There is limited debate on what “ubiquity” in ubiquitous computing implies, in particular in regard to technological affordances connecting people. The aim of this article is to explore the question: What is the role of technologically embedded assumptions in the cultivation of interaction ubiquity at work? Distinguishing between the embedded support for managing ongoing interaction relationships—as opposed to a series of interaction encounters—and the support for prioritizing interactions—as opposed to priorities per se—yields four analytical categories of affordances: connectors, filters, mediators, and coordinators. These four categories are illustrated through four case studies of mobile working. The author argues that successful cultivation of interaction ubiquity at work relies critically on a portfolio approach wherein the technology is seen as playing a more active role in the management of interaction beyond the simple standardized technical connection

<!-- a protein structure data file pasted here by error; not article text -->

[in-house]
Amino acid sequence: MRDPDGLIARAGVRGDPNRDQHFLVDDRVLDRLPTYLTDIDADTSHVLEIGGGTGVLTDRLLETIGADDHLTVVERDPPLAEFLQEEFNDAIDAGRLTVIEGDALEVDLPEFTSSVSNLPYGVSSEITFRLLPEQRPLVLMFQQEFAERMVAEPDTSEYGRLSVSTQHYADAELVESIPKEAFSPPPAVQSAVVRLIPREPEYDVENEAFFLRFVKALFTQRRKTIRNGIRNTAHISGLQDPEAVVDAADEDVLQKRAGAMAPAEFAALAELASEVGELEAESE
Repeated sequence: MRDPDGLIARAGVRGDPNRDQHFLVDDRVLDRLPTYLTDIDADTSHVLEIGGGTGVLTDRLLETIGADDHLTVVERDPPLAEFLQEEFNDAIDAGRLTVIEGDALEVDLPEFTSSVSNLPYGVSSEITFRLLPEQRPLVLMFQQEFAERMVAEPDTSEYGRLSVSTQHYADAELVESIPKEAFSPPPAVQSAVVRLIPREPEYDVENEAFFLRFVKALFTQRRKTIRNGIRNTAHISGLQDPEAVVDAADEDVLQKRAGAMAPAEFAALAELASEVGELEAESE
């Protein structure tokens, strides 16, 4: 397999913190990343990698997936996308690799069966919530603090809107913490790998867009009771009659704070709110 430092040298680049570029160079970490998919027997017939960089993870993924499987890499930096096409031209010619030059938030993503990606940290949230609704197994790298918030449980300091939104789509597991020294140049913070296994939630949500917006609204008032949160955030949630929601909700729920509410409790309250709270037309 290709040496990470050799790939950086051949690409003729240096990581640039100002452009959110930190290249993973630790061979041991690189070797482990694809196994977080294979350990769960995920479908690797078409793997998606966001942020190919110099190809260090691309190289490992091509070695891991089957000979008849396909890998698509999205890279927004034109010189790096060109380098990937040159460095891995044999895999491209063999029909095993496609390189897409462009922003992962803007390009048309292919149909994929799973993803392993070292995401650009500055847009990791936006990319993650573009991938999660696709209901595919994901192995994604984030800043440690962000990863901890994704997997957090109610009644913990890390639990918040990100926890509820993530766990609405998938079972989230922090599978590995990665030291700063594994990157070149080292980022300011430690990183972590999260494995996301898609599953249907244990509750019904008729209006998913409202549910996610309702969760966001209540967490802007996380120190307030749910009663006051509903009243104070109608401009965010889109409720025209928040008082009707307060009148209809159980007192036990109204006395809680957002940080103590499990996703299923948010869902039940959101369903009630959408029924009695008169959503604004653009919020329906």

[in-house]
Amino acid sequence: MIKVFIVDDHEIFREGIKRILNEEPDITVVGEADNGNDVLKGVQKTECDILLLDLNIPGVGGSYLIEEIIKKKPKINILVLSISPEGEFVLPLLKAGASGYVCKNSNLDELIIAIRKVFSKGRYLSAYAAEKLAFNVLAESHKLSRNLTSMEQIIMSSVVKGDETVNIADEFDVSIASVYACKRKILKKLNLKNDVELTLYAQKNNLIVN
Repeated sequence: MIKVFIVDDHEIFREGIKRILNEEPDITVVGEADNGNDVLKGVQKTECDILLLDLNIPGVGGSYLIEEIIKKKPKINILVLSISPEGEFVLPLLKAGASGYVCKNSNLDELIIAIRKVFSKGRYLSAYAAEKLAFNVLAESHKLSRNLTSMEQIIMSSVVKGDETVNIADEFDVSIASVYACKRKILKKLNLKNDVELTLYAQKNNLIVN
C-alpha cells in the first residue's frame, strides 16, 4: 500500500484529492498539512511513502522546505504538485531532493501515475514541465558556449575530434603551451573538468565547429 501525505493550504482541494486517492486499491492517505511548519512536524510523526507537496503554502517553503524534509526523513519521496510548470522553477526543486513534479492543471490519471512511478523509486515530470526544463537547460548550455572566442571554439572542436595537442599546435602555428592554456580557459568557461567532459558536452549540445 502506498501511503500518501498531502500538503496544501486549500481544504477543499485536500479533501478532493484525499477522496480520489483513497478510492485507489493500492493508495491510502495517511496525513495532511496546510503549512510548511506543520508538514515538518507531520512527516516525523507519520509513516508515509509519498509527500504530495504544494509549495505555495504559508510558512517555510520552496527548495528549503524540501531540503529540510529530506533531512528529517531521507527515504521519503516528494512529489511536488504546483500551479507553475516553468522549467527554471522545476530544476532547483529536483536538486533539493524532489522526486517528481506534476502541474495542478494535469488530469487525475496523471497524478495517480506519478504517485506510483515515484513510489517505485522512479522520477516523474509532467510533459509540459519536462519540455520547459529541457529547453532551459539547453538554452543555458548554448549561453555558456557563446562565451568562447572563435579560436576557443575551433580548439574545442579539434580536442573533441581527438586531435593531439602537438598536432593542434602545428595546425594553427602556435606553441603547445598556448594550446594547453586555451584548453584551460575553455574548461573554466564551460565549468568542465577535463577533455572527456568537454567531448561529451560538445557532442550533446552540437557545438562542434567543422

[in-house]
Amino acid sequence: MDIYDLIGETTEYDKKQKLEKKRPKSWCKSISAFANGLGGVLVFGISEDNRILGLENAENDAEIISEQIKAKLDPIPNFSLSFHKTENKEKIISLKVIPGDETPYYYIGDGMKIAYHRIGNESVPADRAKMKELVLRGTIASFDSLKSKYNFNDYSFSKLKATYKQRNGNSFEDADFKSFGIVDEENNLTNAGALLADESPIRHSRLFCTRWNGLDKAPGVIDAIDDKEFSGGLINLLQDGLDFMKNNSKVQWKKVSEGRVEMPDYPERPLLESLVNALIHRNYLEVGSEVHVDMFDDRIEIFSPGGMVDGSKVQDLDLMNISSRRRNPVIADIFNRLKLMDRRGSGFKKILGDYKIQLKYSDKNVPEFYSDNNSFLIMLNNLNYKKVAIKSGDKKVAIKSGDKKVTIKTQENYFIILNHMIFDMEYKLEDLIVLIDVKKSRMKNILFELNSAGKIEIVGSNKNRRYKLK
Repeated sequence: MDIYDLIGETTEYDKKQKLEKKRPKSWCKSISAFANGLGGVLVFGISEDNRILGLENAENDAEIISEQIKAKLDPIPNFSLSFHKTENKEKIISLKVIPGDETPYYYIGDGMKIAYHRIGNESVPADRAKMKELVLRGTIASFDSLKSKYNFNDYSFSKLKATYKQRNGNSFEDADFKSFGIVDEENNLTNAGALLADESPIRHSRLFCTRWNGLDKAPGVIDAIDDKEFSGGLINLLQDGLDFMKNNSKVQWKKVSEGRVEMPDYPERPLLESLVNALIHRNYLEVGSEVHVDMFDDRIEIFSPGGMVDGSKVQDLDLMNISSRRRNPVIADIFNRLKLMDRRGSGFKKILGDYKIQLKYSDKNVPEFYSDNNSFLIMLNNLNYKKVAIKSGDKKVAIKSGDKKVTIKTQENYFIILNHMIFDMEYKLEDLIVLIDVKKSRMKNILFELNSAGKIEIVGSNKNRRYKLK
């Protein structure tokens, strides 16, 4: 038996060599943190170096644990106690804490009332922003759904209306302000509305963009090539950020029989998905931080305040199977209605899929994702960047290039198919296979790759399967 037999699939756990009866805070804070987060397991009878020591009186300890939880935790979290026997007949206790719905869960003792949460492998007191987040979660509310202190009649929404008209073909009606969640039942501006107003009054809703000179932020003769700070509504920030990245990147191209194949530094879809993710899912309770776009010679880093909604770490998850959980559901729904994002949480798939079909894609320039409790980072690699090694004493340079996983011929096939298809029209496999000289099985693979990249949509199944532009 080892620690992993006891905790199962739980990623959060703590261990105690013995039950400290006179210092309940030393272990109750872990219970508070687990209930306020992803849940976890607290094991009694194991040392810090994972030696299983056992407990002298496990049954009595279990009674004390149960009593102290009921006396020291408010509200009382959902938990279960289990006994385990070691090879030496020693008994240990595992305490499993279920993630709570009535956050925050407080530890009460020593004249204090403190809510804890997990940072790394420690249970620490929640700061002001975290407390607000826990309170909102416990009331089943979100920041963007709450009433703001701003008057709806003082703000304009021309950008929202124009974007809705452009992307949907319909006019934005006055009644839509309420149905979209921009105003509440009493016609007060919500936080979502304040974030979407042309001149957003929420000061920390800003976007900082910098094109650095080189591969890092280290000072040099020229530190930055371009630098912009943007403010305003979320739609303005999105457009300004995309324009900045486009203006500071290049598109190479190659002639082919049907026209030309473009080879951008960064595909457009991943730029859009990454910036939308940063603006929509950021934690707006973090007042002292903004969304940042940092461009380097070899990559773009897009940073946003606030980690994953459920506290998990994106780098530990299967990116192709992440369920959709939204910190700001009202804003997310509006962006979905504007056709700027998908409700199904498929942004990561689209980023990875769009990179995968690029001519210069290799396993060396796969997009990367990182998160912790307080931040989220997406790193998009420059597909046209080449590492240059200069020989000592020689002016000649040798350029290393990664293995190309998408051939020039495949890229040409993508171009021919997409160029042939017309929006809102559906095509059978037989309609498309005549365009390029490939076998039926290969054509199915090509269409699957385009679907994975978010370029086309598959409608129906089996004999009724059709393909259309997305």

To submit an update or takedown request for this paper, please submit an Update/Correction/Removal Request.